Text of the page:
Deutsche Bank: Here are $2 billion-plus ways we're sorry about Libor

Juergen Fitschen (L), co-CEO of Deutsche Bank AG, and Anshu Jain, co-CEO of Deutsche Bank AG.
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Deutsche Bank is committing about $2.3 billion to prove it's sorry that some of its employees rigged interest rates.

The German bank announced today it would pay about $983 million (725 million euros) as part of an agreement with the European Commission to resolve investigations into the submission of interbank offered rates for both the euro and yen.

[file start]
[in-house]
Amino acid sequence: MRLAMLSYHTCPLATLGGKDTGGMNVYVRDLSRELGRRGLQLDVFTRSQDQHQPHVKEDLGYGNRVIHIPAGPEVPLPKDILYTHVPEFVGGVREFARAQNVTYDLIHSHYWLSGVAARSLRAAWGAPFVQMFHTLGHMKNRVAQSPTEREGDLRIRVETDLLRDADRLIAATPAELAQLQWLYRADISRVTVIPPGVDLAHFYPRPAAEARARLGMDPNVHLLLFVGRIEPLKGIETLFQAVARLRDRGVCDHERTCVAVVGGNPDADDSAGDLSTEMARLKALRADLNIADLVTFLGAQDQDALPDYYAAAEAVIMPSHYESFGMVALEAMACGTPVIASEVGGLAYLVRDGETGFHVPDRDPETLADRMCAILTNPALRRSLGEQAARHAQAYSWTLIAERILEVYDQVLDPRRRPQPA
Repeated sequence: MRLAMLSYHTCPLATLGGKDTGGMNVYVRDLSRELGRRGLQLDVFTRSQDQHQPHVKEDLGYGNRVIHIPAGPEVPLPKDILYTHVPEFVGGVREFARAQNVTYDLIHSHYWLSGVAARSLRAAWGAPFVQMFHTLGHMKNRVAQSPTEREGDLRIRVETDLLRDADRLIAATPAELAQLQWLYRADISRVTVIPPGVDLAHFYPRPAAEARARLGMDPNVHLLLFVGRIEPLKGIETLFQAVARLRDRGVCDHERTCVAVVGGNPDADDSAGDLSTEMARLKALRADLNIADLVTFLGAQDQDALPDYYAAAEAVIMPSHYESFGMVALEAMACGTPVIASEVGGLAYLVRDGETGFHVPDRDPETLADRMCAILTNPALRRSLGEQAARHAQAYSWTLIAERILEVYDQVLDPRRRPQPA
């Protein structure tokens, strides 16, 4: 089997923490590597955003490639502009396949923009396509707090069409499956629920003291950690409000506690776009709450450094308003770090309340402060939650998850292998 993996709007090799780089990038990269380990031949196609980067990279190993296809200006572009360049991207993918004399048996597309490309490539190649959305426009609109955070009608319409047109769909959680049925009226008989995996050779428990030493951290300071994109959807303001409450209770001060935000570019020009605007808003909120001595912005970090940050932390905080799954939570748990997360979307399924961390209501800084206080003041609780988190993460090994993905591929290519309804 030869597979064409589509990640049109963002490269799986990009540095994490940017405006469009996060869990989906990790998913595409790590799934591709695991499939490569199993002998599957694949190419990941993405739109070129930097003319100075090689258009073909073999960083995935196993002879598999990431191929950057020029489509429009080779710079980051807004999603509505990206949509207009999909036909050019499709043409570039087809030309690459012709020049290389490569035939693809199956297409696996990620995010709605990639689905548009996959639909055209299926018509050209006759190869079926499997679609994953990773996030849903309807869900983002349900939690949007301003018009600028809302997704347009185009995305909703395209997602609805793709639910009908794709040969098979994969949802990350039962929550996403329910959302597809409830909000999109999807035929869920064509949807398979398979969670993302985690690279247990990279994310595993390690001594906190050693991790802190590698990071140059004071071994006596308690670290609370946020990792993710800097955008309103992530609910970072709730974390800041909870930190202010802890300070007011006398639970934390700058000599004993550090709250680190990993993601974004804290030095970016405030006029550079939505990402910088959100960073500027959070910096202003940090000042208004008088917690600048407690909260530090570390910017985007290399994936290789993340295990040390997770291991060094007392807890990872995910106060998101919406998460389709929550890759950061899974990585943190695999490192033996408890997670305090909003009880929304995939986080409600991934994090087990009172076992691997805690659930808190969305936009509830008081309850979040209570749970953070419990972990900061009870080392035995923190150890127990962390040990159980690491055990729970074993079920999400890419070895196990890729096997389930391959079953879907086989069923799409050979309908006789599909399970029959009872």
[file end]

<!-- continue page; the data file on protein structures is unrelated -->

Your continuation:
Deutsche Bank also said it was investing about $1.35 billion (1 billion euros) to "elevate its systems and controls to best in class," according to an internal memo sent to employees today.

"Consistent with our ongoing review, the commission's investigation found evidence of past misconduct on the part of a small number of individuals who acted in breach of our values and beliefs," Jürgen Fitschen and Anshu Jain, co-CEOs of Deutsche Bank, wrote. "This misconduct disappoints us profoundly."